On-chain data shows that Bitcoin has flipped Ethereum in another metric, as the transaction fees paid on the BTC network are now higher than those paid on the ETH network.

Bitcoin Total Transaction Fees Is Now Higher Than Ethereum’s

As pointed out by analyst James Van Straten in a post on X, the Bitcoin transaction fees have once again flipped that of Ethereum. The “transaction fees” here naturally refer to the fees that all senders on any network have to attach their transfers as a reward for the validator who handles them.

The fees on the blockchain are generally related to the activity it’s serving at the moment. During times of high traffic, the mempool can become congested. As the validators only have a limited capacity to process transactions, transfers can remain stuck waiting for a while.

Investors who don’t want to wait simply slap higher-than-average fees on their transactions, so the network prioritizes them. In especially active periods, many senders can compete against each other in this manner, thus severely raising the network average.

The total transaction fees of the blockchain naturally shoot up at such times. On the other hand, periods of low activity generally have the validators receiving low transfer fees, as users have little incentive to go for any high amounts.

Now, here is a chart that shows how the total transaction fees (in USD) have compared between Bitcoin and Ethereum over the past year:

Bitcoin vs Ethereum Transaction Fees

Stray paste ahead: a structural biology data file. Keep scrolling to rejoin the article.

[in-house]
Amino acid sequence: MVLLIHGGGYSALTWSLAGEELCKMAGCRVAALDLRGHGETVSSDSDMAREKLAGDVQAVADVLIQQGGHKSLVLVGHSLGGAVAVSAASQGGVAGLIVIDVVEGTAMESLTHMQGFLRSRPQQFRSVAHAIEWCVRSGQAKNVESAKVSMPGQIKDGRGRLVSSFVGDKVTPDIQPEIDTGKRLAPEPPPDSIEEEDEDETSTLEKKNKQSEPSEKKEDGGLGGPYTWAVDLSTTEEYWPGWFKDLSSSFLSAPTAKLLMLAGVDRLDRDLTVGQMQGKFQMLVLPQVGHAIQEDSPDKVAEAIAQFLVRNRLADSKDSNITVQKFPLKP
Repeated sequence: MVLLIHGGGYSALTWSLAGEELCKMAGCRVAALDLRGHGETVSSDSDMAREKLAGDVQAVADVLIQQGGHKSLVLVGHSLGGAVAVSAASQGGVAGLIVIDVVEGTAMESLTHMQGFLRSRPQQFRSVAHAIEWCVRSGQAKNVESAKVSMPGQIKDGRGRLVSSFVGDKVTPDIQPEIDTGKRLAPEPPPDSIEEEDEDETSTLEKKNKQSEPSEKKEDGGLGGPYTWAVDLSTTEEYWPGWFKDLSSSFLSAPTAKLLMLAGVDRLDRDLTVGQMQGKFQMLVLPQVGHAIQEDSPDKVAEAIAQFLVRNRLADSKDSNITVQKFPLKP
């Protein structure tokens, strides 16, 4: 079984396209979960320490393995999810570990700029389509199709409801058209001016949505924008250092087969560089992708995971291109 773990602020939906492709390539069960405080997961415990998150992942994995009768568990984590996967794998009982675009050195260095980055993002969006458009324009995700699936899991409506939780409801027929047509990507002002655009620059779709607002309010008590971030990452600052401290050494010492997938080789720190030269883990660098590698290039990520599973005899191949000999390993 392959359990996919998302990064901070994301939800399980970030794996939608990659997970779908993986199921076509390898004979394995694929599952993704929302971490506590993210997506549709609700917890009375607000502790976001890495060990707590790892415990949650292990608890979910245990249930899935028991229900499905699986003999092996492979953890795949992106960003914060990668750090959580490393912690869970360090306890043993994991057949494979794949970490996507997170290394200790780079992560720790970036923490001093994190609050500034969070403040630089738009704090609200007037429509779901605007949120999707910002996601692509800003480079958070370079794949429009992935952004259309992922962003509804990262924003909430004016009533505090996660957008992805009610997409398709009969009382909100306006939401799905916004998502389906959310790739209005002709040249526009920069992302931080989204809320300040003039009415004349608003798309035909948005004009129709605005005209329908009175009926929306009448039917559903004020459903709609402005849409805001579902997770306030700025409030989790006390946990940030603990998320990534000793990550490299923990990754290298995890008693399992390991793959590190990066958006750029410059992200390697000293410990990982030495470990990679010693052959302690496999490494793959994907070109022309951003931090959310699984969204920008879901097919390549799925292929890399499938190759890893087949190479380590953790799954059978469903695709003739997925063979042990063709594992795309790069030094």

The two metrics appear to have crossed each other in recent days | Source: @jvs_btc on X

Ethereum has usually had a reputation for having higher transaction fees than Bitcoin, and as the above graph shows, that has indeed been the case for the majority of the past year.

It is quite remarkable that BTC has surpassed ETH in fees on several occasions in the last few months, though, as the latter network has rarely lost to the original cryptocurrency in this metric during the last five years.

From the chart, it’s evident that the highest disparity between the two blockchains in favor of Bitcoin came back between the end of 2023 and early 2024.

This increase in the BTC transaction fees was partly driven by the Inscriptions, a method of directly inscribing data onto a satoshi (sat), the smallest unit of Bitcoin.

Inscriptions are used in many different applications on the blockchain, like non-fungible tokens (NFTs). Transactions related to the Inscriptions are handled by the network like any other, so they naturally influence the economics related to transaction fees.

The Inscriptions had a big boom earlier, so Bitcoin sharply surpassed Ethereum in fees. Inscriptions have again been gaining traction recently, which is at least partly why the latest flip between the two has occurred.

It’s unclear whether this would sustain, though, as even the boom last time ended before too long and the fees dropped back to normal levels.

BTC Price

Bitcoin has been trying to mount recovery attempts in the last few days, but each has failed so far, as the cryptocurrency has returned to $62,400.

Bitcoin Price Chart

Looks like the price of the asset has observed a drawdown recently | Source: BTCUSD on TradingView

Featured image from Pierre Borthiry – Peiobty on Unsplash.com, Glassnode.com, chart from TradingView.com

Disclaimer: The article is provided for educational purposes only. It does not represent the opinions of NewsBTC on whether to buy, sell or hold any investments and naturally investing carries risks. You are advised to conduct your own research before making any investment decisions. Use information provided on this website entirely at your own risk.

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